null

Blogs

Possible capital gains tax hike ahead

Sid Queler

June 01, 2021

Congress is debating a new capital gains tax increase. 

Recently, equity markets were disrupted by the not-so-new news that the White House proposed a higher tax on realized investment profits (i.e., capital gains) to help fund the $1.8 trillion American Families Plan (AFP).

President Joe Biden’s opening bid stirred controversy and created some market volatility. Even though the plan has yet to become a bill in Congress, negotiations within Congress and between branches of the government and the two parties are likely to go on for months. Here’s what you need to know to understand the current capital gains tax proposal, who it will affect and how it may impact markets.

What is being proposed?

Among other proposals, the AFP would raise the top long-term capital gains tax rate from 20% to 39.6%. When combined with the 3.8% Affordable Care Act surtax, a small group of taxpayers (0.3%) would pay about 43.4% in taxes on recognized capital gains.[1] (As negotiations continue, it’s possible the proposed rate will be reduced.)

Who will be affected?  

If the plan becomes a bill that is signed into law, the new capital gains tax rate would apply to households with annual income above $1 million. In 2018, about 540,000 households, or less than 1% of American taxpayers, declared income at that level.[2]  If a tax increase passes—negotiations are likely to go on for months—high-income investors may take steps to limit their tax exposure by:

  • Accelerating income
  • Deferring deductions
  • Selling shares to realize gains before the change takes effect
  • Donating shares to charities using a variety of vehicles
  • Pursuing Roth conversions

The tax change also could affect business owners who are selling or considering selling their companies. There are a variety of ways to structure the sale of a business, and a higher capital gains tax rate could impact the structure chosen.

Will a higher capital gains tax affect equity markets?

To be fair, no one can be certain how a higher capital gains tax rate will affect equity markets. Historically, there have been eight changes to the rate in the last 50 years: four up, and four down. We looked at data six months after the four rate increases and found the Standard & Poor’s 500 Index was lower twice and higher twice.[3]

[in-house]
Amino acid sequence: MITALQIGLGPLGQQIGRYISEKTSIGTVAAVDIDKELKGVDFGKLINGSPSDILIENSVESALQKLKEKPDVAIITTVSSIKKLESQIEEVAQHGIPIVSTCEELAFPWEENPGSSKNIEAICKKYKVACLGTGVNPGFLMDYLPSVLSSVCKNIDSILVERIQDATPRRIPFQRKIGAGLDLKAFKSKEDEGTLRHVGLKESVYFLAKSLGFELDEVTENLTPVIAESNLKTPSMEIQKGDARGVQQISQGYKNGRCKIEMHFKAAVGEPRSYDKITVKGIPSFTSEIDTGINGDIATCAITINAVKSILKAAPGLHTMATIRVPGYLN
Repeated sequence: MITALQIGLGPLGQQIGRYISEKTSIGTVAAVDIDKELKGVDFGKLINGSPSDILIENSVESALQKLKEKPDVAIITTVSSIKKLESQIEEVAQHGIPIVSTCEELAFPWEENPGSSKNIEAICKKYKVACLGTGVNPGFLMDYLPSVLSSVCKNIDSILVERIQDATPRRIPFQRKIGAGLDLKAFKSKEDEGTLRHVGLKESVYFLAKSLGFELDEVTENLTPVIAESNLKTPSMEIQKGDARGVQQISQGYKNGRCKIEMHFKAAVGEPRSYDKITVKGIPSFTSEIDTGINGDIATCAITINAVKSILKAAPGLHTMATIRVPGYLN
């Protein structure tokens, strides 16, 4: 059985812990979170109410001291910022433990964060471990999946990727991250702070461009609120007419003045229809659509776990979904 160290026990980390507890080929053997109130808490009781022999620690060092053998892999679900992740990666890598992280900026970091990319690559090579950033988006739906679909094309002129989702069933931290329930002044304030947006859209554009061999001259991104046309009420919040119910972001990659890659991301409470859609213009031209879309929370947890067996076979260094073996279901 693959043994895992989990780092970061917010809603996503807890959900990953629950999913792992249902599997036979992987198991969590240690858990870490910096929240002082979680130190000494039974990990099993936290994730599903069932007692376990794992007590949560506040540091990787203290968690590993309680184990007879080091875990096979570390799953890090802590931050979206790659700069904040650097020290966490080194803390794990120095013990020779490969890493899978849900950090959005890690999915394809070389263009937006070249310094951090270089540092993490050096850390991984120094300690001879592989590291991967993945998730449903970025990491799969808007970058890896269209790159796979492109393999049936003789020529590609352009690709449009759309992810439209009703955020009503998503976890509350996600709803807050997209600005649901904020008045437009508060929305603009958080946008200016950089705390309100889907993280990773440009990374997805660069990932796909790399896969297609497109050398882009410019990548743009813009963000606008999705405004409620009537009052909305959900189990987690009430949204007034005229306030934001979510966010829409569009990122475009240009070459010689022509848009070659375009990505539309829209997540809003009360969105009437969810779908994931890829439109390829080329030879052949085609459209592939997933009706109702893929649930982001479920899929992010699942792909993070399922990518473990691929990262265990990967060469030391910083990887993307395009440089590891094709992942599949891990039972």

There is no compelling evidence that the capital gains tax rate materially impacts the stock market’s long-term return. One reason is that only 25% of the value of the equity market is held by investors subject to the capital gains tax, according to a UBS research note. Generally, pension plans, individual retirement accounts and charitable endowments are exempt from tax on capital gains.

The tax increase may create a buying opportunity

We may see some volatility if the tax increases. After a 2013 capital gains tax hike, wealthy Americans sold about 1% of their equity assets. At the time, the top 1% of Americans held about $6.7 trillion in equities, so there may have been about $67 billion in equity sales.[4]

At the end of 2020, the top 1% of households in the United States held about $17.8 trillion in equities.[5] If the tax hike passes and wealthy Americans reposition their portfolios at the exact same level as it happened in 2013, about $178 billion in equities could be sold. No one can say whether history will repeat itself. If it does—and equity markets dip—there may be a buying opportunity.

To learn more about the tax changes proposed in the AFP and the American Jobs Plan, contact Sid Queler at Sid.Queler@cibc.com or 617.531.6954.

Stay tuned! The next post in our tax series will focus on the possible changes to the estate tax exemption.

Sidney F. Queler is the chief growth officer of CIBC Private Wealth, US. In this role, he leads the firm’s business development team, setting strategies and practices that broaden relationships with individuals, families, foundations and endowments. Sid also serves as a member of the CIBC Private Wealth, US Operating Committee and as a member of the advisory team for the firm's Boston office. In addition to leading national business development, he remains actively involved with client relationships.


The tax information contained herein is general and for informational purposes only. CIBC Private Wealth does not provide legal or tax advice, and the information contained herein should only be used in consultation with your legal, accounting and tax advisors.

[1] Bloomberg, 04.23.2021.
[2]
CNBC, 04.26.2021.
[3]
Strategas, 04.26.2021.
[4]
,[5] Board of Governors of the Federal Reserve System, 03.19.2021. (Equity assets as of 12.31.2012.)